Susan Steinbrecher, CEO and President of Steinbrecher And Associates, contributed this article to BusinessNewsDaily's Expert Voices: Op-Ed & Insights.
This is the first time in history that four generational cohorts have had to work side by side in the same workplace. To be successful, today's leaders must harness the ability to manage a highly diverse workforce of associates, ideally by embracing and concurrently developing their distinct experience, training and work ethics that each generation brings to the table.
In my opinion, the most beneficial impact to any organization or company is the diversity of thought and creativity that a multi-generational workplace can offer. However, it may also cause conflict as it presents a challenge to manage the varying opinions, beliefs and value systems.
There are many actions leaders can take to seamlessly meld the generational differences without causing friction in the workplace.
- Encourage understanding. All generational cohorts need to work on coming to understand their differences and stop scrutinizing through the lens of judgment. Be open to the gifts that each generation brings. It's not about age — it's about embracing and valuing the differences.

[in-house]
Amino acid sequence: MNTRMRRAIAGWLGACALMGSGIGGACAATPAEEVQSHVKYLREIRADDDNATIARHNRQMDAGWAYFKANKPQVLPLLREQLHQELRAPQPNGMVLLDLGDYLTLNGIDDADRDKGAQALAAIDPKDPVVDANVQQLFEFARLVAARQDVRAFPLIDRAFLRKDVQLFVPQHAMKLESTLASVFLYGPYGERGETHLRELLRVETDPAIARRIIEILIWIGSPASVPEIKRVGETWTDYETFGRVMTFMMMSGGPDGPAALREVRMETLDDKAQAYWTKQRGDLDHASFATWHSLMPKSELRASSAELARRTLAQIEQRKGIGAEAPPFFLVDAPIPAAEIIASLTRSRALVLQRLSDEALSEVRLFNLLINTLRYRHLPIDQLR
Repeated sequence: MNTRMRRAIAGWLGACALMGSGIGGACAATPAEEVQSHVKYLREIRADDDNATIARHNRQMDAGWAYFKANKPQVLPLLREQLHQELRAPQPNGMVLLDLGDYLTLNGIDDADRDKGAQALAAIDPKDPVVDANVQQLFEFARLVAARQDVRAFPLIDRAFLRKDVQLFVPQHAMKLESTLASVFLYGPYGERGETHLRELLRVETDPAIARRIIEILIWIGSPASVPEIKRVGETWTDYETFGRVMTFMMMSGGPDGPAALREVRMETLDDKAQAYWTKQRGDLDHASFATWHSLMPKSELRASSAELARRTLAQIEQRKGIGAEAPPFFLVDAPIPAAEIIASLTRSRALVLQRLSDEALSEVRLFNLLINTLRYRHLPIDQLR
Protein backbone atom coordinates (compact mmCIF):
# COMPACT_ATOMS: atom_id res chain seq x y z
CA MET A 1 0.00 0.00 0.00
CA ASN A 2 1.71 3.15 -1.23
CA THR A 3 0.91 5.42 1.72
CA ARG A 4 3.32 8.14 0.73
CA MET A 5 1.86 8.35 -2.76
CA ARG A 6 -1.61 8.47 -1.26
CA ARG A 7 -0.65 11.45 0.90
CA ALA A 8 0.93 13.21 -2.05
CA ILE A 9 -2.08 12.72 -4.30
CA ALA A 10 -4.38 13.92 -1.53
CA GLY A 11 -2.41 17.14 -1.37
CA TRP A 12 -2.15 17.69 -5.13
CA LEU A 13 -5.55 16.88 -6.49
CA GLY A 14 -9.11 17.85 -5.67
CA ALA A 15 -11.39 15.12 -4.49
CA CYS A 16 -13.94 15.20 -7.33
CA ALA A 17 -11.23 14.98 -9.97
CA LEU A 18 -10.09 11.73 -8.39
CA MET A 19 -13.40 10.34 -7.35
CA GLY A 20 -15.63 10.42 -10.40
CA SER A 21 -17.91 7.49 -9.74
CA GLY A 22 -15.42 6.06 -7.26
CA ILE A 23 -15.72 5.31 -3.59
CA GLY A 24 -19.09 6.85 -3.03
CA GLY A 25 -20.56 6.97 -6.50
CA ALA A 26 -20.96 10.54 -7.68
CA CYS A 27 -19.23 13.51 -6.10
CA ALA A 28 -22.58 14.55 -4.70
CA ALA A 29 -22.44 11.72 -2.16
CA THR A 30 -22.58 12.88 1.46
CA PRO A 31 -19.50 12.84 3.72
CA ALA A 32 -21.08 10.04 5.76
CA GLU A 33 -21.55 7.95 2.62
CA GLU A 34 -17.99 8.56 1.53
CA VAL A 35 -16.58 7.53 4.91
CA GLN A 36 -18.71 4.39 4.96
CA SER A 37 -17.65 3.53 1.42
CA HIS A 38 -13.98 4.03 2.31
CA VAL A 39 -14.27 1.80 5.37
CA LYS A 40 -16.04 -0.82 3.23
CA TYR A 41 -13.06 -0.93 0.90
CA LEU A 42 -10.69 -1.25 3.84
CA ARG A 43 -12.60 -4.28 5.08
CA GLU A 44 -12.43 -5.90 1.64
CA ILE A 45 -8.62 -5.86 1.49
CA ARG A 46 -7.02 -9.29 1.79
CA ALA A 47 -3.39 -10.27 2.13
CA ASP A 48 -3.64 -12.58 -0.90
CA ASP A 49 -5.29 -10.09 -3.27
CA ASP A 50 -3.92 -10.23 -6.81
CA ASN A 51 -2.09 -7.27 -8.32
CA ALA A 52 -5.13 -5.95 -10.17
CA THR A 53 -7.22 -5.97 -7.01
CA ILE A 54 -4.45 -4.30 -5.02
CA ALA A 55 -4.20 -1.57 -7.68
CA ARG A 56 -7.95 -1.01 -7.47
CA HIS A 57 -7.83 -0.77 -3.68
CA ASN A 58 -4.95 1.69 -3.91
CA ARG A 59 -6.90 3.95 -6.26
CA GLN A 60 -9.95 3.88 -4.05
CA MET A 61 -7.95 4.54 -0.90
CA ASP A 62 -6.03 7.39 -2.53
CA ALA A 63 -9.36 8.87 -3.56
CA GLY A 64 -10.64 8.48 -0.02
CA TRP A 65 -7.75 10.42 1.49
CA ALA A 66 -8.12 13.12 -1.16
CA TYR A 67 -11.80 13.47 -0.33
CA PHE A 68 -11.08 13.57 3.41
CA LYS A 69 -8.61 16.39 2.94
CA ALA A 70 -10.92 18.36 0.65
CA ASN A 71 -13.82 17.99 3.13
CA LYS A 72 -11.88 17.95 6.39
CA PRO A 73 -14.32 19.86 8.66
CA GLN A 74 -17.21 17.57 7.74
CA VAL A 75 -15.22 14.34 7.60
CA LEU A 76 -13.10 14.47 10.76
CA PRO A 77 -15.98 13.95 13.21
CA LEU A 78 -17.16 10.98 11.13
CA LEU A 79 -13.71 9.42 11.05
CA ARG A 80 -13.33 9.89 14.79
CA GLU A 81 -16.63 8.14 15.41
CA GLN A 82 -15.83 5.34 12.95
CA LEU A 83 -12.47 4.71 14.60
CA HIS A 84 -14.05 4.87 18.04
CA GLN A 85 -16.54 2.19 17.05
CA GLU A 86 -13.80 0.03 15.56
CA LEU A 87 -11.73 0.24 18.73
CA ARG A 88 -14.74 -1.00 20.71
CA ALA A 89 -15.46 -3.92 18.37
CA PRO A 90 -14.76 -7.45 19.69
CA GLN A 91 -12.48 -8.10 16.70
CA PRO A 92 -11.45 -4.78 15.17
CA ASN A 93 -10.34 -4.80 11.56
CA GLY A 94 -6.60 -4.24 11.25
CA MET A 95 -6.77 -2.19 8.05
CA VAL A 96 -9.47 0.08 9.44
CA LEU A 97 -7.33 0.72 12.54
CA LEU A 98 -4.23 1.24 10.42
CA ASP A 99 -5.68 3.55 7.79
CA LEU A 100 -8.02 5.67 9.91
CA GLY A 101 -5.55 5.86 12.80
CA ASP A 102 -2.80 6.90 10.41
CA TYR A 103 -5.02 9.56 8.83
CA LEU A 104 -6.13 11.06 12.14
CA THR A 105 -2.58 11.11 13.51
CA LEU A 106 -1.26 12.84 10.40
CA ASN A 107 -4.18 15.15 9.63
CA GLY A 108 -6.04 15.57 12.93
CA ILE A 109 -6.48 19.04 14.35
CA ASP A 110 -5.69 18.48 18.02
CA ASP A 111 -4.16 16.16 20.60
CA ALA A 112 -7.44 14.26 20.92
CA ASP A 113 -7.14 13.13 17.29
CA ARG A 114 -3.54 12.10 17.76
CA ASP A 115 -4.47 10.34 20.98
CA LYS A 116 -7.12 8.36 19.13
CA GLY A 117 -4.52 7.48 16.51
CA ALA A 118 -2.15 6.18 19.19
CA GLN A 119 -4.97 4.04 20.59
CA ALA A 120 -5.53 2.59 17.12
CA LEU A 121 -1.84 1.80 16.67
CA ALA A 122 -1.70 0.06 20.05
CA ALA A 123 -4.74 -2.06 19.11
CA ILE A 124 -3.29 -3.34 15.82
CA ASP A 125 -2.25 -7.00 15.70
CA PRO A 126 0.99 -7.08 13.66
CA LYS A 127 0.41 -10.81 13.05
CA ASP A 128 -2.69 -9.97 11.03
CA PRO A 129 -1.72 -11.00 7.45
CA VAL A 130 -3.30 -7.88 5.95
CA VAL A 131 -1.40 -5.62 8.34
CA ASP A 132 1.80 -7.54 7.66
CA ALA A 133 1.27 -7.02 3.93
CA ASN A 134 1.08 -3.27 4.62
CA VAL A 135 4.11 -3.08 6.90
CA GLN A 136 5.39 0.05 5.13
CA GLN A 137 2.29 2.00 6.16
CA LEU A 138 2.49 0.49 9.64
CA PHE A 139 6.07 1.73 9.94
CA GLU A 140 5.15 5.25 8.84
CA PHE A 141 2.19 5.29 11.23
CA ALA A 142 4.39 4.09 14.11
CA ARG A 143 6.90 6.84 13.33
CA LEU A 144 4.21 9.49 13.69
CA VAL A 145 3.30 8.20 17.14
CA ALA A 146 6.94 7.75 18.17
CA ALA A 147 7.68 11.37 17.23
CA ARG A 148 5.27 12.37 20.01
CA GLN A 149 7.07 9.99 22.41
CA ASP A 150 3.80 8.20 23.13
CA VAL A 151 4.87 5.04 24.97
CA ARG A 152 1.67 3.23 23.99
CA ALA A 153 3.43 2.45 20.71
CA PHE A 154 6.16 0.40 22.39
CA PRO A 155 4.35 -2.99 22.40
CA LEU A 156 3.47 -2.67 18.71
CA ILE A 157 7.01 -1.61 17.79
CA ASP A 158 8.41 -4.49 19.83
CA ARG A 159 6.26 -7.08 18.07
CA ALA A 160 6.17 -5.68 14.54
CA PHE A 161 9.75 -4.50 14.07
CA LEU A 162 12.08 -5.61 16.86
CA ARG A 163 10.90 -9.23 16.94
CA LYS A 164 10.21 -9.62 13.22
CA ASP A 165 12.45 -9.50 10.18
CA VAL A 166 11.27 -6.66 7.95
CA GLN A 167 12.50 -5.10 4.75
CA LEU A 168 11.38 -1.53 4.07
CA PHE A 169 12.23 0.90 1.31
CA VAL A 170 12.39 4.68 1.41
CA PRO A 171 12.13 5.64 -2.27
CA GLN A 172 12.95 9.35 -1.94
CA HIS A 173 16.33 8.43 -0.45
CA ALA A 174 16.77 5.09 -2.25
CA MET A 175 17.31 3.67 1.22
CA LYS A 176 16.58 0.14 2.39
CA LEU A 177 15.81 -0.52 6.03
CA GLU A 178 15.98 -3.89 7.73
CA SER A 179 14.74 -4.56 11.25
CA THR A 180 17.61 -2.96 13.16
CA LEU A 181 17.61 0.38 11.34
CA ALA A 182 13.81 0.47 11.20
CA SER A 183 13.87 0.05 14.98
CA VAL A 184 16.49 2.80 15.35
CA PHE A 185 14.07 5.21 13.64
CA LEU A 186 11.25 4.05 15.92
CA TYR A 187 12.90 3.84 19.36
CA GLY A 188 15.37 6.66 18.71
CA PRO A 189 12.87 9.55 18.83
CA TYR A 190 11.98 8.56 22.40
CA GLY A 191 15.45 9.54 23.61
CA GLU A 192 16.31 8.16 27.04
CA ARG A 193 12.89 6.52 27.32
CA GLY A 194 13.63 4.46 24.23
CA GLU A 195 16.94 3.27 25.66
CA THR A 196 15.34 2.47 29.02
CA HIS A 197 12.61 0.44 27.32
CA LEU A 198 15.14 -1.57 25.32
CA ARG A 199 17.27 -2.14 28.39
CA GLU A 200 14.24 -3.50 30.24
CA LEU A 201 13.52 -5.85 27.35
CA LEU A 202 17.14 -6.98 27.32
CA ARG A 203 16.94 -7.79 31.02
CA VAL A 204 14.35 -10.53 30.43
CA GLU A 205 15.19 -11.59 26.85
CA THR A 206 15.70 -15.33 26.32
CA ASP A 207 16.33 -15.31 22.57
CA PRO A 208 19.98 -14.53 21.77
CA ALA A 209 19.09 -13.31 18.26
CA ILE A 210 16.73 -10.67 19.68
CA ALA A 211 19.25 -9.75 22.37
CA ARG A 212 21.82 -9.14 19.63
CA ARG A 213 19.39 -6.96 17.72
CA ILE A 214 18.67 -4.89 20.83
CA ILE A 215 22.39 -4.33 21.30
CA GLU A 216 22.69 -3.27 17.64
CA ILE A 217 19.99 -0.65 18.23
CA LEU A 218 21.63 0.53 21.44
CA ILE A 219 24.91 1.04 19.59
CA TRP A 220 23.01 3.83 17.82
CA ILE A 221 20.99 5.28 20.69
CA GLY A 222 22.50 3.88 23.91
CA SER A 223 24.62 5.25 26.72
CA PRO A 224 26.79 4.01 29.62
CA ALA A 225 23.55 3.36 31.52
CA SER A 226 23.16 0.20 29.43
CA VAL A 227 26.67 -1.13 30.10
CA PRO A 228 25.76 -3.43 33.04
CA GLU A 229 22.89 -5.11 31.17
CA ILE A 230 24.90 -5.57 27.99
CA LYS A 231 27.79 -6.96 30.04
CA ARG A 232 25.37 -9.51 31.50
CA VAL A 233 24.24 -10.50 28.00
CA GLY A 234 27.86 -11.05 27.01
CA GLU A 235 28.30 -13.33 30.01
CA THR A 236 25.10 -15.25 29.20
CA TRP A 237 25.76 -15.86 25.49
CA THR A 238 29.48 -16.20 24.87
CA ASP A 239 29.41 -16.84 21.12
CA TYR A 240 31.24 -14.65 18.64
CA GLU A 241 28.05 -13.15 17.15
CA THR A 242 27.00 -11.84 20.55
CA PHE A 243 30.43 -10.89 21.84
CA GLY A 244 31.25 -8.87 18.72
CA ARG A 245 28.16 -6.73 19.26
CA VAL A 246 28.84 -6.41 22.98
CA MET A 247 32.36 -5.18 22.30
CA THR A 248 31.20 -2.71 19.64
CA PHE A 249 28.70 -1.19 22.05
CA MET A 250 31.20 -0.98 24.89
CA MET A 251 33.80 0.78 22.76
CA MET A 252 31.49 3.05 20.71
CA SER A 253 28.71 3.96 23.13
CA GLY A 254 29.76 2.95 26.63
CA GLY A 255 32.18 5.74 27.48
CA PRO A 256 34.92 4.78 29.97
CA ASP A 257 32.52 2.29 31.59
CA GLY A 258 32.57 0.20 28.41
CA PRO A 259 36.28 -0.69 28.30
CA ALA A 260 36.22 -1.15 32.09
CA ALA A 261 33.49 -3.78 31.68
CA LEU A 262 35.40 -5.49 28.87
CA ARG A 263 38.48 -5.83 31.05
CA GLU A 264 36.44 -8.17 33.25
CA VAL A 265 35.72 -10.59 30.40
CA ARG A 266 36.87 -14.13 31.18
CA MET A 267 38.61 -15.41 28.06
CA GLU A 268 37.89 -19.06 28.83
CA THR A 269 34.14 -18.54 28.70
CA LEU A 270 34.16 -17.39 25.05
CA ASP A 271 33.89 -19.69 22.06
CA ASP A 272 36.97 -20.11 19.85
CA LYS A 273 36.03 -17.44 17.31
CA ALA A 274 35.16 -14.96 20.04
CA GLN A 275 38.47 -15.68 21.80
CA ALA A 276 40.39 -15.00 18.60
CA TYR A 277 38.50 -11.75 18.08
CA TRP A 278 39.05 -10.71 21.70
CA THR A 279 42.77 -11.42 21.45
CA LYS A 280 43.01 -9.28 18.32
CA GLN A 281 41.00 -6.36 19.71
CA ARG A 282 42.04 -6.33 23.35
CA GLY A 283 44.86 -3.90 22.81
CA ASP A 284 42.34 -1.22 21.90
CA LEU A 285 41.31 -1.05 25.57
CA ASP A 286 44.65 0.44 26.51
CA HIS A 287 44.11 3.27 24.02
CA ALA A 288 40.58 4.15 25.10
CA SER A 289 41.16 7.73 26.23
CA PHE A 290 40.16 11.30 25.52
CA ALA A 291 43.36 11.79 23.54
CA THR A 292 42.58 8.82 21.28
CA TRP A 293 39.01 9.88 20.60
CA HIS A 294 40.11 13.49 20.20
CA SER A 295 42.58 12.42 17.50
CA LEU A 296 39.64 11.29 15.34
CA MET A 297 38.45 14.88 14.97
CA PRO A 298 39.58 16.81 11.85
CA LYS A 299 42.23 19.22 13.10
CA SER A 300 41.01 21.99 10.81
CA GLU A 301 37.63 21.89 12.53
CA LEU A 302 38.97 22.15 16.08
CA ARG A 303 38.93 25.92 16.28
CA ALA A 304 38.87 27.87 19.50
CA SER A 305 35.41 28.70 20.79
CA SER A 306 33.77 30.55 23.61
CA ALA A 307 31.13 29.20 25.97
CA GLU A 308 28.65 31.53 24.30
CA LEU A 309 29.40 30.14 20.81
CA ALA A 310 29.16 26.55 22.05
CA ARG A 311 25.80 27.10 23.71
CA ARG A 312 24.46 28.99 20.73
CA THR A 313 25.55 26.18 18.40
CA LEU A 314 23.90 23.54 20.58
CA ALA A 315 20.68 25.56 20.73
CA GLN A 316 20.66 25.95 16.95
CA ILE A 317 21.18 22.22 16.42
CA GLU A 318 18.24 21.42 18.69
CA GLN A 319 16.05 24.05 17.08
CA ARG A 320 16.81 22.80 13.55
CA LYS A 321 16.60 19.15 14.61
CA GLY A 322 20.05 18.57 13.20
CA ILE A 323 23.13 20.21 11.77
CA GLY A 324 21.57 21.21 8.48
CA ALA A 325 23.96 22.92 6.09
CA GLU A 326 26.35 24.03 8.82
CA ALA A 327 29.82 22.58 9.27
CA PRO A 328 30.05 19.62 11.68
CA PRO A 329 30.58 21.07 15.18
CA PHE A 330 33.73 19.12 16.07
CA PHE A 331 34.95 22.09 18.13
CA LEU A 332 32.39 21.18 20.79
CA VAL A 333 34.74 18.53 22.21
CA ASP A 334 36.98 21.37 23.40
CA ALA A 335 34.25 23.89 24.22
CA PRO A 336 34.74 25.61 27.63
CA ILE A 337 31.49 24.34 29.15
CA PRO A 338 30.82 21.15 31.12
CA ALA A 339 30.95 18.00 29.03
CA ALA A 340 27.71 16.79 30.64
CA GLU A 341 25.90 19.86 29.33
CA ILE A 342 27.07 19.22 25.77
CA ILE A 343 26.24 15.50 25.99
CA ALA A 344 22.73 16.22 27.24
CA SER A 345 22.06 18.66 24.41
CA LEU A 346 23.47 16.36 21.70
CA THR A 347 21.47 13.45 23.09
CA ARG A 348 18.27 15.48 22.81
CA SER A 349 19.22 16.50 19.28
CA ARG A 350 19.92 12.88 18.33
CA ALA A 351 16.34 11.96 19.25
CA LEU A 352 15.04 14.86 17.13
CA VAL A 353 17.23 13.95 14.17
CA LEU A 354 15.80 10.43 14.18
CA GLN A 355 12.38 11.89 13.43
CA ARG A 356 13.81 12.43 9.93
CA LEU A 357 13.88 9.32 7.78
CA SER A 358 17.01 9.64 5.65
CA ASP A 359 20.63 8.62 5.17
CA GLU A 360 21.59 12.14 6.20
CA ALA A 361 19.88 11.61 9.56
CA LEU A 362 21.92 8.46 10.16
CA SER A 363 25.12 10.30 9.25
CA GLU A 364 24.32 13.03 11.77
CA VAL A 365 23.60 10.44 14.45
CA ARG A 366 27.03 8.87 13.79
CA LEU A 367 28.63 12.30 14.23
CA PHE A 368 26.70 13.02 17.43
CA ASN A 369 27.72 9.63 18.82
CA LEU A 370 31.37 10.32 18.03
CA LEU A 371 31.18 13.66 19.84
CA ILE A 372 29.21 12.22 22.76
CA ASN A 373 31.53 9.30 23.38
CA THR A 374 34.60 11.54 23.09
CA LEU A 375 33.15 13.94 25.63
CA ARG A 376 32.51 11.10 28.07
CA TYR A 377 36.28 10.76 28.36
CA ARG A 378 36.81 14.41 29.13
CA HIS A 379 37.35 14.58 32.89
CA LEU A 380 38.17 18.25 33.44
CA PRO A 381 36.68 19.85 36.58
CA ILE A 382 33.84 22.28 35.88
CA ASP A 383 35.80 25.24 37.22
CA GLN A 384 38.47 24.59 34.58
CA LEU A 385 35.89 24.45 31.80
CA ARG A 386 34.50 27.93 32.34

- Educate to develop empathy. Leaders and managers should organize meetings and learning sessions to educate employees about each generation in order to develop a deeper understanding and empathy for each other. I truly believe it is possible to develop your empathic ability. It requires correcting certain habits of mind, like taking sides in a conflict and replacing these negative behaviors with healthier actions, such as weighing the perspective of both sides. It requires accepting responsibility for your own predispositions, examining stereotypes, snap judgments and biases.
- Foster open communication. Open dialogues are imperative, in order to identify varying belief systems. They can co-create solutions and strategies and ultimately bridge the gap of judgment and help people begin to understand and appreciate each other.
Challenges arise with every new decade when another generation enters the workforce. My advice is: Be aware of how the human element shows up at work. Remember that at the end of the day we are all human beings and have the same basic needs. Leaders and managers must remain committed to cultivating practices that foster a more connected workplace.
Finally, the best piece of advice I can offer on this subject is this: Don't judge or assume — come to understand.
The views expressed are those of the author and do not necessarily reflect the views of the publisher.